1. If mortgages became harder to get many would suffer. Millions of Canadians rely on stable home prices. Countless construction, finance, and service jobs would be lost if these rules became law. I hadn’t even thought of the impact on senior citizens until I read this. Housing prices will fall enough on their own once rates start going up. There are other ways to deal with weak borrowers besides imposing new down payment and amortization rules on everyone. It is as easy as raising qualification standards during the application process for fringe buyers.

  2. A. Paulson
    From Flaherty’s perspective, its a dilemma of suffer a little now versus suffer more later. He’s not saying 10/30 for popularity.
    It is as easy as raising qualification standards during the application process for fringe buyers.
    Is this really an easy thing to do? I know the finance minister can easily change the limits on financing, since he did it once already last year. Can he just as easily change the qualification standards?
    Besides, what’s the difference if it comes now in the form of 10/30 or in 6 months with a 1% rate increase? If its that tight right now, then maybe he should take this “baby step” to let some air out of the market.

  3. it is amazing how much control has the goverment over real estate in this country? Why should we as taxpayers subsidize other peoples morgages through CHMC? The market is so distorted and the bubble so overblown with cheap morgages from CHMC that when the goverment wants to tighten a little, it is criticised for interfieering with the market! what market? Housing in this country is goverment policy, thats all! As soon as norgage vigilantes stert waking up, the almost 1 trillon morgages in CHMC books will bring this country to its knees. We have blown this bubble much more than our cousins in the south.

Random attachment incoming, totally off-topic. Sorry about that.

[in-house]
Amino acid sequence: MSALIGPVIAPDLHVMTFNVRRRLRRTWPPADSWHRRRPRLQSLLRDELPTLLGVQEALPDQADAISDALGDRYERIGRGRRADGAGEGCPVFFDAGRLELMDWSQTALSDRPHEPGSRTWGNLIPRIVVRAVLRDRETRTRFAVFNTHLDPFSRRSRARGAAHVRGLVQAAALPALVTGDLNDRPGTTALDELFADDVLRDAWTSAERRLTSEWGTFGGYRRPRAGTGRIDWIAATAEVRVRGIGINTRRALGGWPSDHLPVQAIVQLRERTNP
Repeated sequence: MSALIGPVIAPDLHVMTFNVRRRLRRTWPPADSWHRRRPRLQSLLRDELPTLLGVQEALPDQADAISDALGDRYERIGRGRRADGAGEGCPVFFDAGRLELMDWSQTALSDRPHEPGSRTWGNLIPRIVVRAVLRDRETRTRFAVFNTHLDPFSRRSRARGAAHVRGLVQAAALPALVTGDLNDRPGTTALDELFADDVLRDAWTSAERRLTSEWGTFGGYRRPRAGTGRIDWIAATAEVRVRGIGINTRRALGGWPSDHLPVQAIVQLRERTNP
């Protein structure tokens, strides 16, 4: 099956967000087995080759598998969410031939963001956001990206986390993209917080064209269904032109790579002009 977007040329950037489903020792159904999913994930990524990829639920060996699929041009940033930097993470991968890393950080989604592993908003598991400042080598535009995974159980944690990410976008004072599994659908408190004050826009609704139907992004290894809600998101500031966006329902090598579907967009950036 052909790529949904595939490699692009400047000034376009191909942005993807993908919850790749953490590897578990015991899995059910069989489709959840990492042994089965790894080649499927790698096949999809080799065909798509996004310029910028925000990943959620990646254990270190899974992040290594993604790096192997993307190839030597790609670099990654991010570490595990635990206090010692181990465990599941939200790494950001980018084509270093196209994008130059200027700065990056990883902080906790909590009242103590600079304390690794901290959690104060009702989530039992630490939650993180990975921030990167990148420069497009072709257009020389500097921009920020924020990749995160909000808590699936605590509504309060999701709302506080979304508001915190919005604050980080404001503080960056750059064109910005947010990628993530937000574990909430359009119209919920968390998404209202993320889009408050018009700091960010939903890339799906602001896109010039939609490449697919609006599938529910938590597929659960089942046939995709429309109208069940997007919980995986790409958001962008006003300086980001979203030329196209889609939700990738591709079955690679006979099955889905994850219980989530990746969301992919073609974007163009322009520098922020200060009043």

4. Some things just can’t continue forever; we have to choose between recognizing it now or being forced to recognize it later when we have even more depending on it. If some people haven’t invested enough for their retirement that’s unfortunate, but the next generation will be supporting them in one way or another. I’m sure there are better ways than supporting inflated home prices for a generation and giving new buyers nearly permanent debt. If millions of Canadians rely on home prices continuing to keep growing unsustainably that’s an accounting error – the same as the people who relied on their Enron stock for retirement. You can protect them buy only by lying to many more people.
    If there are too many construction and finance jobs then they will be lost eventually (which is exactly what’s hurting Spain’s economy now). At least I hope we have better things to do than keep building and selling houses no one actually needs. Besides, as a business owner and prospective house buyer maybe I could be creating more jobs if I wasn’t saving up to buy something that has almost tripled in price over the last 6 years. The government can influence the market in the short-term but it will be a long time before we know the real cost.

  5. The recent talk by Flaherty and Carney is just preparing the stage for the announcement on CMHC lending requirements. Let’s take a trip down memory lane…
    Flashback to 2008
    Reuters – Canada’s Flaherty: no housing bubble
    The Canadian government changed the rules for government-backed mortgages last week to avoid a U.S.-style housing market decline, even though the domestic market remains solid, Finance Minister Jim Flaherty said on Wednesday.
    Officials were concerned about a recent trend towards long mortgage amortization periods and low down payments, which prompted the rule changes, Flaherty said in a Calgary speech.
    “There is no bubble in the Canadian housing sector, that has not been our concern,” he told reporters after the speech. “Our concern has been a tendency for longer amortization period of 40 years and purchasers putting very little money down.”
    The changes, due to take effect in October [2008], include ending government-backed mortgages with 40-year amortization periods, and a new requirement that buyers have a minimum down payment of 5 percent.

    Flaherty is singing the same song now. My bet is for an announcement to 10/30 in late January or February.